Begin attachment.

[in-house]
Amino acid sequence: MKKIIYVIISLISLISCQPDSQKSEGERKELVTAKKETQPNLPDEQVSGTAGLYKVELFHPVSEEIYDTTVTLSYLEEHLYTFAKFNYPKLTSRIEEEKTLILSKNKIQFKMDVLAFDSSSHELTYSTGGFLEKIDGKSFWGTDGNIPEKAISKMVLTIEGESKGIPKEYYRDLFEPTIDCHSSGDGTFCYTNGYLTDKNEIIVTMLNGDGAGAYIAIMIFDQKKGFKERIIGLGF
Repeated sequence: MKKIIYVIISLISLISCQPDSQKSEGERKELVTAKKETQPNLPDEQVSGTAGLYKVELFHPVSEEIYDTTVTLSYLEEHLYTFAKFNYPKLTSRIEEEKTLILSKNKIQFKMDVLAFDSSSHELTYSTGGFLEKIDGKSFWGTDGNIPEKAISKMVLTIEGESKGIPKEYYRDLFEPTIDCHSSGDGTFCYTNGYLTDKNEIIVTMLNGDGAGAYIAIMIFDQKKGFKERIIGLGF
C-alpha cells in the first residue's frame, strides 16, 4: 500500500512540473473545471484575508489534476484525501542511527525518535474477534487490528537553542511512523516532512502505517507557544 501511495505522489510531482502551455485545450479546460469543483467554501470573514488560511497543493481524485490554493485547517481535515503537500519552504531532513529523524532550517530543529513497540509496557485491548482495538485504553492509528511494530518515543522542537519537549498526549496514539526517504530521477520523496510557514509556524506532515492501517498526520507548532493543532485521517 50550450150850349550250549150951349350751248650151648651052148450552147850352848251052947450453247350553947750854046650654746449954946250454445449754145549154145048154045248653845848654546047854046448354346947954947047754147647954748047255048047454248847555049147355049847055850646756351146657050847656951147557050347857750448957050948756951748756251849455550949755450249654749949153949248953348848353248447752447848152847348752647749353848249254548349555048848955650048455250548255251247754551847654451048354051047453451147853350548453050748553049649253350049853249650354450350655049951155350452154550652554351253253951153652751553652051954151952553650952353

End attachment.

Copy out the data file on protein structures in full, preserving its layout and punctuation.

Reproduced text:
[in-house]
Amino acid sequence: MKKIIYVIISLISLISCQPDSQKSEGERKELVTAKKETQPNLPDEQVSGTAGLYKVELFHPVSEEIYDTTVTLSYLEEHLYTFAKFNYPKLTSRIEEEKTLILSKNKIQFKMDVLAFDSSSHELTYSTGGFLEKIDGKSFWGTDGNIPEKAISKMVLTIEGESKGIPKEYYRDLFEPTIDCHSSGDGTFCYTNGYLTDKNEIIVTMLNGDGAGAYIAIMIFDQKKGFKERIIGLGF
Repeated sequence: MKKIIYVIISLISLISCQPDSQKSEGERKELVTAKKETQPNLPDEQVSGTAGLYKVELFHPVSEEIYDTTVTLSYLEEHLYTFAKFNYPKLTSRIEEEKTLILSKNKIQFKMDVLAFDSSSHELTYSTGGFLEKIDGKSFWGTDGNIPEKAISKMVLTIEGESKGIPKEYYRDLFEPTIDCHSSGDGTFCYTNGYLTDKNEIIVTMLNGDGAGAYIAIMIFDQKKGFKERIIGLGF
C-alpha cells in the first residue's frame, strides 16, 4: 500500500512540473473545471484575508489534476484525501542511527525518535474477534487490528537553542511512523516532512502505517507557544 501511495505522489510531482502551455485545450479546460469543483467554501470573514488560511497543493481524485490554493485547517481535515503537500519552504531532513529523524532550517530543529513497540509496557485491548482495538485504553492509528511494530518515543522542537519537549498526549496514539526517504530521477520523496510557514509556524506532515492501517498526520507548532493543532485521517 50550450150850349550250549150951349350751248650151648651052148450552147850352848251052947450453247350553947750854046650654746449954946250454445449754145549154145048154045248653845848654546047854046448354346947954947047754147647954748047255048047454248847555049147355049847055850646756351146657050847656951147557050347857750448957050948756951748756251849455550949755450249654749949153949248953348848353248447752447848152847348752647749353848249254548349555048848955650048455250548255251247754551847654451048354051047453451147853350548453050748553049649253350049853249650354450350655049951155350452154550652554351253253951153652751553652051954151952553650952353